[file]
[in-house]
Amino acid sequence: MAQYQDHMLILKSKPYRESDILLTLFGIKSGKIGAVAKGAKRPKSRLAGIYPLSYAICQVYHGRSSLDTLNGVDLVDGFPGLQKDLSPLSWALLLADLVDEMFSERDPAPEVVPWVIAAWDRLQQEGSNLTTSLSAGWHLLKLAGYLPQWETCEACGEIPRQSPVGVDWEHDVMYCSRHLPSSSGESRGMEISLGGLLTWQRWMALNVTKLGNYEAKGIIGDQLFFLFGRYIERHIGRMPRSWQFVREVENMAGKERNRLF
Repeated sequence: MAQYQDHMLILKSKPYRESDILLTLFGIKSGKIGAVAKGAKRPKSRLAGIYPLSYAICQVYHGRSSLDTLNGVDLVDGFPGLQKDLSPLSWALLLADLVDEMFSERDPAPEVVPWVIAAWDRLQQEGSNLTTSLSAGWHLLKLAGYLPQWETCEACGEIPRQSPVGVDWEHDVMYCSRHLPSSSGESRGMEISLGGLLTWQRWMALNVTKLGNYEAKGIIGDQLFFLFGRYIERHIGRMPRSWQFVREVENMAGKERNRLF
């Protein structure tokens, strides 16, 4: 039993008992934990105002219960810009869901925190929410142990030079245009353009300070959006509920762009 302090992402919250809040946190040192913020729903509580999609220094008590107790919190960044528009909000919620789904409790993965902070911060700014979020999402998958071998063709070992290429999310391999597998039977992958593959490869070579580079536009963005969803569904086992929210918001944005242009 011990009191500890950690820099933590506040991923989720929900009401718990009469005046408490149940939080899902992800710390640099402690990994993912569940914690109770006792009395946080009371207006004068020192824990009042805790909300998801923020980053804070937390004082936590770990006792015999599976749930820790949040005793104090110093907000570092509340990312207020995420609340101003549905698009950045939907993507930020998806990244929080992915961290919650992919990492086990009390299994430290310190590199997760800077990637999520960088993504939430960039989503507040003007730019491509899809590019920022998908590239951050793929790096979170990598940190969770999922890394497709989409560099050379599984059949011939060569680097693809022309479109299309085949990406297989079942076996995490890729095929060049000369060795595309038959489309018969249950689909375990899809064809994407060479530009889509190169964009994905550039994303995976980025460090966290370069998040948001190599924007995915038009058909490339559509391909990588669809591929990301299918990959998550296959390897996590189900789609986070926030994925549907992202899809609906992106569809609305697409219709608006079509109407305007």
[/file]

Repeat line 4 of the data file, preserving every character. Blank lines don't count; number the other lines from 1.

């Protein structure tokens, strides 16, 4: 039993008992934990105002219960810009869901925190929410142990030079245009353009300070959006509920762009 302090992402919250809040946190040192913020729903509580999609220094008590107790919190960044528009909000919620789904409790993965902070911060700014979020999402998958071998063709070992290429999310391999597998039977992958593959490869070579580079536009963005969803569904086992929210918001944005242009 011990009191500890950690820099933590506040991923989720929900009401718990009469005046408490149940939080899902992800710390640099402690990994993912569940914690109770006792009395946080009371207006004068020192824990009042805790909300998801923020980053804070937390004082936590770990006792015999599976749930820790949040005793104090110093907000570092509340990312207020995420609340101003549905698009950045939907993507930020998806990244929080992915961290919650992919990492086990009390299994430290310190590199997760800077990637999520960088993504939430960039989503507040003007730019491509899809590019920022998908590239951050793929790096979170990598940190969770999922890394497709989409560099050379599984059949011939060569680097693809022309479109299309085949990406297989079942076996995490890729095929060049000369060795595309038959489309018969249950689909375990899809064809994407060479530009889509190169964009994905550039994303995976980025460090966290370069998040948001190599924007995915038009058909490339559509391909990588669809591929990301299918990959998550296959390897996590189900789609986070926030994925549907992202899809609906992106569809609305697409219709608006079509109407305007």